The Grates have seen a whole lotta change in the past couple of years. They’d temporarily moved to Brooklyn to work on their third album when their drummer, Alana Skyring, left to pursue a career in the culinary arts, and then, oddly, they decided to fill out their rhythm section, which had previously only comprised a drum kit, in her absence. Dunja Nedic caught up with them to find out how they’re moving forward as a band on their new album.

With Skyring’s blessing to continue The Grates without her, Patience Hodgson and John Patterson are now writing as a duo and performing with a rotation of bassists and drummers. They are back in Australia to release their latest LP, Secret Rituals, and show off their steady yet striking, NY-driven evolution since 2008’s Teeth Lost, Heart Won.

‘We’ve always really loved touring America and we wanted to go over there and have a base to tour out of for a little bit,’ explains Patterson. ‘It seemed like Brooklyn was cheaper than Manhattan and we’d have a great time there so that’s why we chose it. But then we ended up falling in love with it.

‘A cool thing about America is that there’s always a great show on every night if you want to go out. I think it’s just big…New York state’s almost the size of the whole of Australia in population so there’s always a lot going on.

‘Where we used to rehearse, we shared it probably with 40 different bands and about 50 different visual artists all in the same building. When you arrive to rehearse, there’s all these other people arriving to work on their art and I think that’s kind of inspiring. Also that the city’s so big and keeps going on whether you’re there or not, so I think there’s this drive to contribute to the culture a little bit. I think subconsciously, you feel that.

‘There’s so many options available over there and you see there’s so many things you can do with your life, I think it helped me and Patience really focus on the band and then Alana wanted to do something else. It kind of made sense. We took a big chance going to New York anyway, just changing our lives up so much, so something was bound to happen.

Having often been termed a “cute” band, due to the colourful outfits they often donned for photo shoots and their kitschy clips, Secret Rituals shows a distinct departure from this identity. The video clip to lead single, ‘Turn Me On’, is more film noir and dismemberment than dainty frolics and farm animals, and the result is a piece of art in itself, both eerie and rather beautiful. It’s more, well, grown up.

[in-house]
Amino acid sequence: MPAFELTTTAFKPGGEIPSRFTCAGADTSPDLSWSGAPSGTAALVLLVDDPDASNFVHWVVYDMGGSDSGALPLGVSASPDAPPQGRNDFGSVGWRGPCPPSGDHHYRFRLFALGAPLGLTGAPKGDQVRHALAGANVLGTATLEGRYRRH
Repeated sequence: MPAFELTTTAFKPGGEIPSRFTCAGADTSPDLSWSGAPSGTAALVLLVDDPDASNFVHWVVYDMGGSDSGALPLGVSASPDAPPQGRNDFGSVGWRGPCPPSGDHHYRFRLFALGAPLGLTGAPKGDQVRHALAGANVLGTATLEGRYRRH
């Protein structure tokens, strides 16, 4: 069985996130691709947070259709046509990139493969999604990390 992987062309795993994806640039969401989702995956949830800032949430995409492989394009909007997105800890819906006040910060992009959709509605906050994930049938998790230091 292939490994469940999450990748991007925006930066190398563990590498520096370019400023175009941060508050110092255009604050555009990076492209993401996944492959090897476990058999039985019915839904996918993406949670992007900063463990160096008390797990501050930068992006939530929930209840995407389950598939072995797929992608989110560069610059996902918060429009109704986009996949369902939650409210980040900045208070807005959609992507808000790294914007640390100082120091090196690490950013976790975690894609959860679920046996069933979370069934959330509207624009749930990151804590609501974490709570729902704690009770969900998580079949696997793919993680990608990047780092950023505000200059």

‘I think we wanted to do something that felt a bit more like an evolution on what we were doing,’ says Patterson of the clip. ‘[You] get bored of trying to make something really really crazy…even though it ended up being kind of crazy, we were trying to hone it in. Make it more focused.’

Following Skyring’s departure, the remaining two members recruited Brooklyn-based Ben Marshall to drum over their demos and also decided to include the ol’ bass in their songs for the first time.

‘It feels so different having that extra element driving the songs along. I don’t think many people have heard the album yet but I think, just from the first song, it seems really positive,’ Patterson states enthusiastically, referring to the positive reception and copious airplay they’ve already received for ‘Turn Me On’ ahead of the album release. But that’s not to say that he never had any doubts about moving forward with Hodgson.

‘I wondered whether we should’ve been The Grates or start something new…but I still wanted to make music and we just decided that we were still The Grates. We still felt like The Grates.’

And if you’re looking for insider tips as to the album’s best tracks, you can take cue from Patterson himself:

‘‘Change’ and ‘Like you could have it all’…I just like how it’s slow and sludgy and how fuzzy they are, and getting to do lots of weird guitar layered distortion and stuff like that. And ‘Turn Me On’ just came together so easy and so quickly that it just felt like it was a breath of fresh air to us.’